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Court To Rule On Forfeiture Of Properties Linked To Kogi Governor




Gov Bello Sends Three Names Of Commissioners To Kogi Assembly For Approval

The 20th of April, 2023 has been fixed by a High Court sitting in Lagos to rule on an application filed by Kogi State seeking to vacate an interim order of the court freezing 14 properties linked to the state governor.

The presiding Judge, Justice Nicholas Oweibo fixed the date for ruling after taking submissions from the Kogi State government’s lawyer, Abdulwahab Mohammed, and the counsel to the Economic and Financial Crimes Commission (EFCC), Rotimi Oyedepo.

The court on the 22 February, 2023 had granted the interim forfeiture order following an exparte motion to confiscate 14 properties and firms in Lagos, Abuja, and the United Arab Emirates as well as N400 million recovered from one Aminu Falala.

The Kogi State lawyer during the hearing told the court that he had an application dated 9 March seeking to vacate the order of the court made on 22 February.

Mohammed, while moving the application, stated that about the third quarter of 2021, EFCC approached the court to freeze Kogi State’s N20 billion salary bail out loan that was allegedly hidden in Sterling Bank.

He said that when the Kogi State government called Sterling Bank, the bank denied that such an account existed, and that they challenged the freezing order made by Justice Tijjani Ringim, insisting the order was obtained illegally.

The lawyer further stated that the EFCC, instead of apologising, sent a press release that the money had been returned to the Central Bank of Nigeria (CBN).

According to him, the Kogi State Government approached the state high court and obtained an order restraining the EFCC from having anything to do with Kogi State until the substantive matter was determined.

He argued that the order of the Kogi State High Court restraining EFCC from taking any step against the state government was still subsisting.

Mohammed further stated, “The EFCC in flagrant disregard of the said order of the Kogi State high court and her pending appeal at the Court of Appeal Abuja Judicial Division, arrested one Ali Bello Nephew of the applicant herein, who is an associate of the Kogi State Government on the 29th of November, 2022.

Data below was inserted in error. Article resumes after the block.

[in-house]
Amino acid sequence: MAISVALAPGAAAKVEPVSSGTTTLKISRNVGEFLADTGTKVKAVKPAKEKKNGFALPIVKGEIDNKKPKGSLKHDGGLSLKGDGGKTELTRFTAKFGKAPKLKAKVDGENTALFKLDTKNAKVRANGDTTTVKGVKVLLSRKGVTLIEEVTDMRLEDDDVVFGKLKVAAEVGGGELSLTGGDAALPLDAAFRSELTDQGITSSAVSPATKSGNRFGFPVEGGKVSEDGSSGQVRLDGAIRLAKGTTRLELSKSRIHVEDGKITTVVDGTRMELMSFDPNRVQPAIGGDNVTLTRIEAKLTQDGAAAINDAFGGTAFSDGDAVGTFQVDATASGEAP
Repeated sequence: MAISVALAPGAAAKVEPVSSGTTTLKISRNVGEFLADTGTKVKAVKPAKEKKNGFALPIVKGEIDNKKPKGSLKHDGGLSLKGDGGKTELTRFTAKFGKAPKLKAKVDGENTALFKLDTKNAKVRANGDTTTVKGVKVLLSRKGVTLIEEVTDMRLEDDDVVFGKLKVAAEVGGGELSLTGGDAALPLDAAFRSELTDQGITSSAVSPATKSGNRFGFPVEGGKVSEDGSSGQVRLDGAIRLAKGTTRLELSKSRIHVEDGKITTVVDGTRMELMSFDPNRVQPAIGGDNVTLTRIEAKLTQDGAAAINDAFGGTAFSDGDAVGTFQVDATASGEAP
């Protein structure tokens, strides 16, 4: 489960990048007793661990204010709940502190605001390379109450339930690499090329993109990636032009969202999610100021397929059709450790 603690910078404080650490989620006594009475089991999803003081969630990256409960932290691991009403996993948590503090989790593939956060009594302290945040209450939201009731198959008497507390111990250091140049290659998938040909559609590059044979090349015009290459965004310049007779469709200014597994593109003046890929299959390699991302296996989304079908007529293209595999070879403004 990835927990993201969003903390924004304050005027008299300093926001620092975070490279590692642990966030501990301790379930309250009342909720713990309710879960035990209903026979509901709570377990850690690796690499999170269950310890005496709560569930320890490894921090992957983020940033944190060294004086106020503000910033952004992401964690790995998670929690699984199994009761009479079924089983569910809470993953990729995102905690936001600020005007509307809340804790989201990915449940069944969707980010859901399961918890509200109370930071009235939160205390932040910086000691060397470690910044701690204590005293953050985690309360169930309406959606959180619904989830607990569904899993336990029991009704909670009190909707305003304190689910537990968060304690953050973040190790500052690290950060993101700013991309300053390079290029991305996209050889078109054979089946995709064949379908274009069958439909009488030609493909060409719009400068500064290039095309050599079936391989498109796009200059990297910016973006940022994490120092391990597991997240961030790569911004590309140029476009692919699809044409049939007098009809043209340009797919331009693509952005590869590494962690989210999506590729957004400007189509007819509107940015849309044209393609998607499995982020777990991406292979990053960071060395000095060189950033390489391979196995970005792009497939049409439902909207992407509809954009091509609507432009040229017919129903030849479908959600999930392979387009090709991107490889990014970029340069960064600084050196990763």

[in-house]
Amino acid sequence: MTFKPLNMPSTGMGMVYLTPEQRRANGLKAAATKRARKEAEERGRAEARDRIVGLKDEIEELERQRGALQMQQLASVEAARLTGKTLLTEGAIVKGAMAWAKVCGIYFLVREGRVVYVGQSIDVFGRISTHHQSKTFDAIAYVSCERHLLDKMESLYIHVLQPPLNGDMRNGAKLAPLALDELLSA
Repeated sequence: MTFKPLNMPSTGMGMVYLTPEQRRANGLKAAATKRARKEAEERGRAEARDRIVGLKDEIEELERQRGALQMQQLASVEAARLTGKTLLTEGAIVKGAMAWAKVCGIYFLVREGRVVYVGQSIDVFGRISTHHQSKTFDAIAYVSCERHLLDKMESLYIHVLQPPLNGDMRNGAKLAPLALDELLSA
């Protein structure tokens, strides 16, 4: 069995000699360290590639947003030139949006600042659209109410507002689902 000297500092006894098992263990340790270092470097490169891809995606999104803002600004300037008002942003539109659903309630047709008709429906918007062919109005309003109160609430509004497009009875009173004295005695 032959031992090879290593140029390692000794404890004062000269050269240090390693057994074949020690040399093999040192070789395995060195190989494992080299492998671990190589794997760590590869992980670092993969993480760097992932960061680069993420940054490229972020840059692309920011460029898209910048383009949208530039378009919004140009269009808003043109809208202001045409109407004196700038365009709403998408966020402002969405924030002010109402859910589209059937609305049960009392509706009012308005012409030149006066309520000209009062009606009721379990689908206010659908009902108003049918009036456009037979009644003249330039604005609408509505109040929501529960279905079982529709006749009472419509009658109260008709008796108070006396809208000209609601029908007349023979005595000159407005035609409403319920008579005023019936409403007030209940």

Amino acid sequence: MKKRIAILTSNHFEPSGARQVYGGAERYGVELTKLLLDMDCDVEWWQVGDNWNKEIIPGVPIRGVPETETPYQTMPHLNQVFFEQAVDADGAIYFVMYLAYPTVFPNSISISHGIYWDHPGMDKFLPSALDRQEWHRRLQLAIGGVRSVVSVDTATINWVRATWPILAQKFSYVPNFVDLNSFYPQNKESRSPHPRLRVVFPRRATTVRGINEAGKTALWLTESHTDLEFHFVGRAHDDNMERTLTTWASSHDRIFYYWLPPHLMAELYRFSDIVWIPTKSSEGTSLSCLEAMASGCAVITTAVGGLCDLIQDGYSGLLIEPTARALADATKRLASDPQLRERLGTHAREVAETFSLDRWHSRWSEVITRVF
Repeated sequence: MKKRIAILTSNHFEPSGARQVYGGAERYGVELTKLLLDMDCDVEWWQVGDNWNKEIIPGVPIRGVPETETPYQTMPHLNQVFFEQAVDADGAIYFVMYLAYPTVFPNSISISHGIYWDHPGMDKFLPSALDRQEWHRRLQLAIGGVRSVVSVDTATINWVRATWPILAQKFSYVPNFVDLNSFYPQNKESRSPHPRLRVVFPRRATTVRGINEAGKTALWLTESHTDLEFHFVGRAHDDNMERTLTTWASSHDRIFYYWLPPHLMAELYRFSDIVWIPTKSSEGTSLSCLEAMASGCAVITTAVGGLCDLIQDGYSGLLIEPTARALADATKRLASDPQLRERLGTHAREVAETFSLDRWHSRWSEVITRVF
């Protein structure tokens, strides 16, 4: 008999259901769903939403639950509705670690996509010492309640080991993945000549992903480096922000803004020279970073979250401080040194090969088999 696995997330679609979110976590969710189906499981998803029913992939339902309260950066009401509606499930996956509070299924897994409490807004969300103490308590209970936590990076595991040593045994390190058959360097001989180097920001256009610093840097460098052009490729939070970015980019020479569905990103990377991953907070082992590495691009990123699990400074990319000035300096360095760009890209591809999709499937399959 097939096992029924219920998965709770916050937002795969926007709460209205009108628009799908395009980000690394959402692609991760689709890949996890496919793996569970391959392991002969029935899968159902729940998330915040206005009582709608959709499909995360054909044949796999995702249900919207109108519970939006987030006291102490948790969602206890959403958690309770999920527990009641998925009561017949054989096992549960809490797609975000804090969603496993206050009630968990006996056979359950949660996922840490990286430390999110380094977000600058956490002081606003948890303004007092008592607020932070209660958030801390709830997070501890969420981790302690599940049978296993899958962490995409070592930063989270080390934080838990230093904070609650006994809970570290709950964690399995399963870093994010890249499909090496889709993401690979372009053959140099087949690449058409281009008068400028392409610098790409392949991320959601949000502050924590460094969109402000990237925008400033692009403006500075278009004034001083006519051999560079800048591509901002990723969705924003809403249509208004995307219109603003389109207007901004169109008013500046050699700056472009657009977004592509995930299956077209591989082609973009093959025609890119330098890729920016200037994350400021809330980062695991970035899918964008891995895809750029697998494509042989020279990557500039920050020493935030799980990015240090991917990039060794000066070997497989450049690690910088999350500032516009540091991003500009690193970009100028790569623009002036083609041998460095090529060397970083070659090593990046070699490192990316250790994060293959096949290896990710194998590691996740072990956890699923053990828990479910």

“That the EFCC in flagrant disobedience of the subsisting order of the high court of Kogi State, interrogated the said Alli Bello and coerced him to oblige them information pertaining to most of the properties listed in the order of this honourable court made on the 22nd of February, 2023.

“That the said Ali Bello aggrieved by his illegal arrest and forced interrogation, filed a fundamental rights enforcement application at the high court of Kogi State, Lokoja Judicial Division agafnst the EFCC in Suit No: HCL/696″/2022: Ali Bello V. The Economic and Financial Crimes Commission (EFCC) & Anor.

“That the High Court of Kogi State in a judgement delivered on the 12th of January, 2023 granted all the reliefs sought by the applicant and made an order declaring his arrest, detention and interrogation illegal and unconstitutional and further order of perpetual injunction restraining the Economic and Financial Crimes Commission, their agents, servants, privies or howsoever called from further arrest, detention, harassment and intimidation of the said Ali Bello, nephew of the applicant herein.

“That the Economic and Financial Crimes Commission in continuous disobedience of the extant orders of court barring it from inviting or doing anything with respect to the affairs of the Kogi State Government and its officials, brought the instant application for preservation order of properties they alleged are reasonably suspected to have been derived from unlawful activity stemming from the purported misappropriation of funds belong to Kogi State Government.

“That the Application filed by the EFCC on the 20″ of February, 2023 upon which this Honourable Court made the order dated 22 February,2023, sought to be vacated herein, is a continuous disobedience of subsisting Orders of Courts of coordinate jurisdiction, that had restrained the Economic and Financial Crimes Commission from doing anything with respect to the affairs of the Applicant including the employees, appointees or associates of Kogi State Government.”

Mr Mohammed argued that in a federation, the EFCC lacks the power to dictate to a state how it spends its money.

The EFCC’s lawyer, Oyedepo in his response said the applicant had brought nothing before the court to convince the court to vacate the order.

He urged the court to dismiss the application of the applicant seeking to vacate the order earlier made by the court.

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The presiding judge after listening to both parties fixed 20 April for his ruling.